Monday, January 30, 2012

Revising Violently

This Saturday I printed out the first arc of The Beginner GM and curled up on the couch to make my first editing pass. It was a massacre. I shed so much red ink that I'm not sure the ME would be able to identify the body. I slashed paragraphs and carved similes into imagery. I ripped the metaphorical throat out of some of those passages, and then I put it back in backwards. In my defense, those pages deserved it. I'm not sorry I did it, and first chance I get, I'm going to do it again!

I've never liked to revise, or even proofread, for most of my life. I'm not sure why. When I clean and think I am done, I take a last look to catch anything I missed. If I'm eating a good meal, you'd better be sure I check the pot before giving up my plate. Revising, however, I hated. I don't know why. Perhaps it was admitting I had been wrong, or that I could have done it better, though you'd think I was used to that. Maybe it just felt like too much work. It could be that I was scared to see how bad it was. Whatever the reason, When I threw down my pen and pages, I was done, for better or worse. I promise you, it was worse.

Revision, as detestable as it might be to some, is critical to good writing. I don't know why it's impossible to do it right the first time, but it is. I've never ever heard of a successful writer that didn't revise. Moreover, every time I recall an author talking about revision, they talked about how MUCH they revise! Many authors are still mentally revising their work after it's been published.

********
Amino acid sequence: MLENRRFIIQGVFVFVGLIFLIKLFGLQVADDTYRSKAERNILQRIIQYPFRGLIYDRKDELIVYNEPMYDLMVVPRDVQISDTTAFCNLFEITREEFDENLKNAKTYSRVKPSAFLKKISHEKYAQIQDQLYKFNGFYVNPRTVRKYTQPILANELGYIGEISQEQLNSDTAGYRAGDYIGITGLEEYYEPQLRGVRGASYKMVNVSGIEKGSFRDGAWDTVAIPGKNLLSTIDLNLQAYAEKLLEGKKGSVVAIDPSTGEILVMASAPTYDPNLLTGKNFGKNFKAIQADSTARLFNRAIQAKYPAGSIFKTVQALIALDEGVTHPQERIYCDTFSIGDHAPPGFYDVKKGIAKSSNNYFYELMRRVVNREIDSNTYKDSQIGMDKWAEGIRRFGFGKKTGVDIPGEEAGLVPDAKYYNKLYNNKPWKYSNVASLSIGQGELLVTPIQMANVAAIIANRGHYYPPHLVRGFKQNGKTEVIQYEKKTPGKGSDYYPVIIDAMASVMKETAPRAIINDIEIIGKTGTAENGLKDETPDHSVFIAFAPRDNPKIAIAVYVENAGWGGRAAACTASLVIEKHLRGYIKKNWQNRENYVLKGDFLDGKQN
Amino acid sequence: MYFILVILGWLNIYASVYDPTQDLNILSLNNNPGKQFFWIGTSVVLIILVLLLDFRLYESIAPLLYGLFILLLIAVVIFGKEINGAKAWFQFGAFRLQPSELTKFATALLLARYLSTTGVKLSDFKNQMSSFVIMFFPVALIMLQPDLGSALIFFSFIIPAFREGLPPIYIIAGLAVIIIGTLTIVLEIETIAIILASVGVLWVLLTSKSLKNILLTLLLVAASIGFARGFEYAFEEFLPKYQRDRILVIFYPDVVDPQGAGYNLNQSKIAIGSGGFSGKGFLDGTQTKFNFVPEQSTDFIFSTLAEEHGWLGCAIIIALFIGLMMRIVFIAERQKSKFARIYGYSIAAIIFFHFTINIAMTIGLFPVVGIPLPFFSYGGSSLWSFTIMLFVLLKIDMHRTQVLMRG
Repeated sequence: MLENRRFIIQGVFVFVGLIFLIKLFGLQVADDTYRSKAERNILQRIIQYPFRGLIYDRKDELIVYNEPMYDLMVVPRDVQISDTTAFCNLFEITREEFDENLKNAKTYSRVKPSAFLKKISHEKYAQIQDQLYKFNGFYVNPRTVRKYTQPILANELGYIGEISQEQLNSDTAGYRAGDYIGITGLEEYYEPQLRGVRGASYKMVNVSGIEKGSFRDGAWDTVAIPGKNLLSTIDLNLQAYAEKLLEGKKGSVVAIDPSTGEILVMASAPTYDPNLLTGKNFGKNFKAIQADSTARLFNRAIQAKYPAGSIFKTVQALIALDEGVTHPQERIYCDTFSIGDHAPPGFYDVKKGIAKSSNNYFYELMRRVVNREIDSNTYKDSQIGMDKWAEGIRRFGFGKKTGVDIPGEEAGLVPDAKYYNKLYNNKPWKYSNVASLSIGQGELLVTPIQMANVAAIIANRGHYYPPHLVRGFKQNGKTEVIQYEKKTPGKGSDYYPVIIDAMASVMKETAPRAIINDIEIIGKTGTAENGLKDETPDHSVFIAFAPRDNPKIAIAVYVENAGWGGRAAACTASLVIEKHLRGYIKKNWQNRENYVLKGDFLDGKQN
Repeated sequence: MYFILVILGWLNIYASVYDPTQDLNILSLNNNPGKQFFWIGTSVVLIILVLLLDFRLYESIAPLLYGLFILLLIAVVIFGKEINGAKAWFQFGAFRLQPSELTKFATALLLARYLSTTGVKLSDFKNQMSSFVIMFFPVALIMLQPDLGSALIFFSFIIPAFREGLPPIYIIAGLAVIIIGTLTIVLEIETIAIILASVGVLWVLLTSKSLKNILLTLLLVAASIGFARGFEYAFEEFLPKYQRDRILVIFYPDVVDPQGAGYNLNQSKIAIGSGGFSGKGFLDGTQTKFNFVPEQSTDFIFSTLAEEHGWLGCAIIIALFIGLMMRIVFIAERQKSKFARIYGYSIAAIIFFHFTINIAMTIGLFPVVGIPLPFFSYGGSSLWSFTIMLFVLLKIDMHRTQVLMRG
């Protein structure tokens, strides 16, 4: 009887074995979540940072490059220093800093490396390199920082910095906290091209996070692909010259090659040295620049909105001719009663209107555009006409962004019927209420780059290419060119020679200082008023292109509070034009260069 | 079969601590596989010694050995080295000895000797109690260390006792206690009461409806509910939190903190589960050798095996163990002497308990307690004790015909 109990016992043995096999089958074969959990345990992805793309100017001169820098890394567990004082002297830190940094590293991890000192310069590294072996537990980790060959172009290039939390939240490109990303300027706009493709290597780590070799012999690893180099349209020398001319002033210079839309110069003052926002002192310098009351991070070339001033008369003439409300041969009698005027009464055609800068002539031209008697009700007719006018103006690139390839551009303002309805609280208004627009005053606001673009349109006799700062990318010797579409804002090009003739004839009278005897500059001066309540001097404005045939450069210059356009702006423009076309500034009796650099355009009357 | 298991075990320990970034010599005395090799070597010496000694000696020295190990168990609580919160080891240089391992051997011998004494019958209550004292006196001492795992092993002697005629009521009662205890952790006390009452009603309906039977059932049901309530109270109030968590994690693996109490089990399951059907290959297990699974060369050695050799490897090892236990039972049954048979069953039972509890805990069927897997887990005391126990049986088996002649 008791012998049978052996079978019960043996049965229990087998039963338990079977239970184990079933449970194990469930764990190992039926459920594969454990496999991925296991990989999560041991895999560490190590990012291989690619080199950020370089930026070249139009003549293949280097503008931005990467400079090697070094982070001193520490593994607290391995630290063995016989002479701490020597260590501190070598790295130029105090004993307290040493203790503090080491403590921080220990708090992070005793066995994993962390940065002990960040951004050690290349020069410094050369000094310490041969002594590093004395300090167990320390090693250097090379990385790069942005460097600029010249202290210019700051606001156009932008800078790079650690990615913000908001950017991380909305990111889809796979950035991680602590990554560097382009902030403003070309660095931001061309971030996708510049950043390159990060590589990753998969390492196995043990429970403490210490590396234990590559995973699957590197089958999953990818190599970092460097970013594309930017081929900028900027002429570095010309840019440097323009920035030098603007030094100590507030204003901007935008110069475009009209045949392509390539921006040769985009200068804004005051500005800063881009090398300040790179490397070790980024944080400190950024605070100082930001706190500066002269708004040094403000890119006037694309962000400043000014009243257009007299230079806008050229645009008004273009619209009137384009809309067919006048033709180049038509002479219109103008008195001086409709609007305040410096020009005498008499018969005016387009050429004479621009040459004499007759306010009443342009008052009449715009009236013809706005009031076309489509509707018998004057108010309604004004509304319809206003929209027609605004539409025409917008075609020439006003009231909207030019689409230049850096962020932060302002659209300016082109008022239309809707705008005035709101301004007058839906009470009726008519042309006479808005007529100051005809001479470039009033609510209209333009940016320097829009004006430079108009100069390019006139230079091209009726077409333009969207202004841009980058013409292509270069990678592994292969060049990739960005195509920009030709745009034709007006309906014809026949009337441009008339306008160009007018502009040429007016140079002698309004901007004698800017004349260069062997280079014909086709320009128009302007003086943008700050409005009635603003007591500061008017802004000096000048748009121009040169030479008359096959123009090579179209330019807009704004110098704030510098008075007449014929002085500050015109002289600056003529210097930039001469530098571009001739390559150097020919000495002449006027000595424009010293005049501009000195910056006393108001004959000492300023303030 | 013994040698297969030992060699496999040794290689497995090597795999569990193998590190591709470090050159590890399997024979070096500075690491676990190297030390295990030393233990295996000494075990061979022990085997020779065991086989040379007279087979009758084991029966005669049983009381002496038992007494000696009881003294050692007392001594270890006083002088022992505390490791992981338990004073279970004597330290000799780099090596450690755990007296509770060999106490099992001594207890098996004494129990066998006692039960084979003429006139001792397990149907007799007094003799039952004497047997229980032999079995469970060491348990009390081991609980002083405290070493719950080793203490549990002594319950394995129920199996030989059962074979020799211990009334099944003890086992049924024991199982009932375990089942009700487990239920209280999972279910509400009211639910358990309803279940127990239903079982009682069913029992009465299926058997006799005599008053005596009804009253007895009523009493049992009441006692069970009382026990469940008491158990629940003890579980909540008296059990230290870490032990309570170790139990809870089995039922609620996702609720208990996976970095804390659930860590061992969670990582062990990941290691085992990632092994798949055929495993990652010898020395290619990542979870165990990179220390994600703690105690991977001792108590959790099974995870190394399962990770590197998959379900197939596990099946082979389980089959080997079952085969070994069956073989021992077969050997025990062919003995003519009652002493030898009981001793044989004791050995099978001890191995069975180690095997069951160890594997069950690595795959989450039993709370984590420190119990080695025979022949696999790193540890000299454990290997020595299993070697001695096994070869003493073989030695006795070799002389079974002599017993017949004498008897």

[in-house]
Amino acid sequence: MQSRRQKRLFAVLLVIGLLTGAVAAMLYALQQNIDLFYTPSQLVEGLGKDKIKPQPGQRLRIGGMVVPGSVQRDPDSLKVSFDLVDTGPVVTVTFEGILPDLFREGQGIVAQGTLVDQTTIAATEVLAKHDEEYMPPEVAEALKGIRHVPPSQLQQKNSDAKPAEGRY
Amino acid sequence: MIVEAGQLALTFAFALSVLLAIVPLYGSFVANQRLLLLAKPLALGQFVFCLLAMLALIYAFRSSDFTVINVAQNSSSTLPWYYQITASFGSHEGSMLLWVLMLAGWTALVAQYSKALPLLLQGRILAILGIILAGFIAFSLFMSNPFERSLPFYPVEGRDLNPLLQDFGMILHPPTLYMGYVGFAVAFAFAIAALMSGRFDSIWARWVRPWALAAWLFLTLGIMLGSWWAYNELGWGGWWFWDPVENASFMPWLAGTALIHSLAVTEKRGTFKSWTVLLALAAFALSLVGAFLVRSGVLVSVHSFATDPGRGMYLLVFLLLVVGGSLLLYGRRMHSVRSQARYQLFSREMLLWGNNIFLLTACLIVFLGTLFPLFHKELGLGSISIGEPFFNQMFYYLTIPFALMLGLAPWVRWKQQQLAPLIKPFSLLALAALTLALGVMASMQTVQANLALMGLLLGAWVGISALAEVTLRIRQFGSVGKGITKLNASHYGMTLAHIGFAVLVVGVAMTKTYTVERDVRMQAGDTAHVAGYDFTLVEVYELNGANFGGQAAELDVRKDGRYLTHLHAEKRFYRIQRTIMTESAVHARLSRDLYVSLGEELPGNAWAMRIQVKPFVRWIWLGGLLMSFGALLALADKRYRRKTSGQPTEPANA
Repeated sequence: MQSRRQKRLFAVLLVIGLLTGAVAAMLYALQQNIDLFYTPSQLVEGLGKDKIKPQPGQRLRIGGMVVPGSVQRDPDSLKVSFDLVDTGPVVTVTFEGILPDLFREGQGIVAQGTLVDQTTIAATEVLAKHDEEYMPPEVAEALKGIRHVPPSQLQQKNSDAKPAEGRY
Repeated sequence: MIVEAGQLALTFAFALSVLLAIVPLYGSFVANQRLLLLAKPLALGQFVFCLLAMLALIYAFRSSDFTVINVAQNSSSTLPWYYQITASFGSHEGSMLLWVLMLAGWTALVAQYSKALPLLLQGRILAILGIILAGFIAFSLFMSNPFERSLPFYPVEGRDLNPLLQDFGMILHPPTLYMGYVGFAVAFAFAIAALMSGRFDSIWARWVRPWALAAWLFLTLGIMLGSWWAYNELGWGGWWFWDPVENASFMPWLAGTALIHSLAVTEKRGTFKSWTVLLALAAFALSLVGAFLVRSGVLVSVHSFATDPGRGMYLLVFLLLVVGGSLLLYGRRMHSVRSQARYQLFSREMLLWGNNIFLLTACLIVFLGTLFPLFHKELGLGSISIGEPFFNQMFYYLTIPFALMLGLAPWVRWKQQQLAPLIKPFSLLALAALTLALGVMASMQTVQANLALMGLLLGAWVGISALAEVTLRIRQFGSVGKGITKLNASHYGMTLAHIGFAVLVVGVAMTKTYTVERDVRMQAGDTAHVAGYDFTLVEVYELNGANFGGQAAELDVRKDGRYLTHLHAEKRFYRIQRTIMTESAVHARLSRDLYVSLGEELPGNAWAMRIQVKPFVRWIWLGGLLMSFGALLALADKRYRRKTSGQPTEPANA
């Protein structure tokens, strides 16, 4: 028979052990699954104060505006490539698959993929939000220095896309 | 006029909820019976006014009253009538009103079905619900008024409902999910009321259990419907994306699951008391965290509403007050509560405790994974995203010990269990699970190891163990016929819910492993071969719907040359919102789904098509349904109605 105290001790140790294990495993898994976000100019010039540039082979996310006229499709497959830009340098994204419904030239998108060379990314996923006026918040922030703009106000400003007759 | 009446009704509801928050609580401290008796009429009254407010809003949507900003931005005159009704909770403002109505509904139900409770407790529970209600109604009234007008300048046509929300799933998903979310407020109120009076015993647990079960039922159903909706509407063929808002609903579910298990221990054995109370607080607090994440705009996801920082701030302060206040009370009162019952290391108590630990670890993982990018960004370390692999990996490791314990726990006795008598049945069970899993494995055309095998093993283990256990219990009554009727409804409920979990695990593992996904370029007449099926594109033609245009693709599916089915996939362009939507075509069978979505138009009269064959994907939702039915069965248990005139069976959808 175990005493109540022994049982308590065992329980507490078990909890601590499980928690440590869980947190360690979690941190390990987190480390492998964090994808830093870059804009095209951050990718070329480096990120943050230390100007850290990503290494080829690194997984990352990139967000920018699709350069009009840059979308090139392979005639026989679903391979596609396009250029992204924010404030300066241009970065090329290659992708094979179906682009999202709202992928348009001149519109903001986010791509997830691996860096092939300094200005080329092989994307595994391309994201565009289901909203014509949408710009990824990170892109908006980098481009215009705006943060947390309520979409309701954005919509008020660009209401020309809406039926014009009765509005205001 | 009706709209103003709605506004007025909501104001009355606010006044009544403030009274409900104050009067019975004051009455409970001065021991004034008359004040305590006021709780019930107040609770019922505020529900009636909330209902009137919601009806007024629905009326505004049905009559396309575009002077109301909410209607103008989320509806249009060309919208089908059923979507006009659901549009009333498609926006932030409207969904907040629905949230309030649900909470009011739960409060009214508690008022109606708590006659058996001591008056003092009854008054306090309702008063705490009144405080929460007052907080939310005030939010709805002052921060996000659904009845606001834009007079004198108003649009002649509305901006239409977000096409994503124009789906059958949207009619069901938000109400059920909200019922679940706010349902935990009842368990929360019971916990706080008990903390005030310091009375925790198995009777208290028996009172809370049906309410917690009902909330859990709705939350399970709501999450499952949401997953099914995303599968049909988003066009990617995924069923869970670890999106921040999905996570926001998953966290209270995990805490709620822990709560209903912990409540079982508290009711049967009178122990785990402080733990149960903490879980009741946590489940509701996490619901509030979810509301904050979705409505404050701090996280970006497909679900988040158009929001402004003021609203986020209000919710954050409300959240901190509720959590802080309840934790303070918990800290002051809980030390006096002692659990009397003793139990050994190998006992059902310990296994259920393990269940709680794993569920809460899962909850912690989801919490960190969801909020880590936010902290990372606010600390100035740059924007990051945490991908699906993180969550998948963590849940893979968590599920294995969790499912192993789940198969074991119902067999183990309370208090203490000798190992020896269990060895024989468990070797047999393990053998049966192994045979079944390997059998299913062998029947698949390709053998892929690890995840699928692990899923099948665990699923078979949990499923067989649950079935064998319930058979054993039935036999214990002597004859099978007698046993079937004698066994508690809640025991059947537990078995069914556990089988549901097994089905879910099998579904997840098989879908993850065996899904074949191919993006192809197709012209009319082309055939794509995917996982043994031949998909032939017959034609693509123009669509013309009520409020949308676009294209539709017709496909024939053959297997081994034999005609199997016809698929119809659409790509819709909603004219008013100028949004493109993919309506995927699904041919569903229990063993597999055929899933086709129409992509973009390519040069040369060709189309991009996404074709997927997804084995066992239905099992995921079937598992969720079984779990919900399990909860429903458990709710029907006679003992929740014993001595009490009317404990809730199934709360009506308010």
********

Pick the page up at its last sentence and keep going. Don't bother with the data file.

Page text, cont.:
So, I can't tell you why we need to do it, but I can tell you how it helps. The most obvious is basic proofreading. People make mistakes, all the time. Proofing lets you spot and fix those mistakes before someone else does. Revision allows you to see the places in your story that need tightening, or loosening, or more explanation, or less exposition. It lets you follow the voice of your characters, and better recognize when they shift, than when you were writing mad about the wet newspaper and it soaked into your characters.

I think Writing and Reading are two different parts of the brain, perhaps editing is as well. When you take a second look at what you've written, after letting it cool for a time, you see it as a reader instead of the person writing it, and that makes all the difference. Writers have no clue when they have screwed up. Readers can always smell it. Fortunately, the best writers are both.

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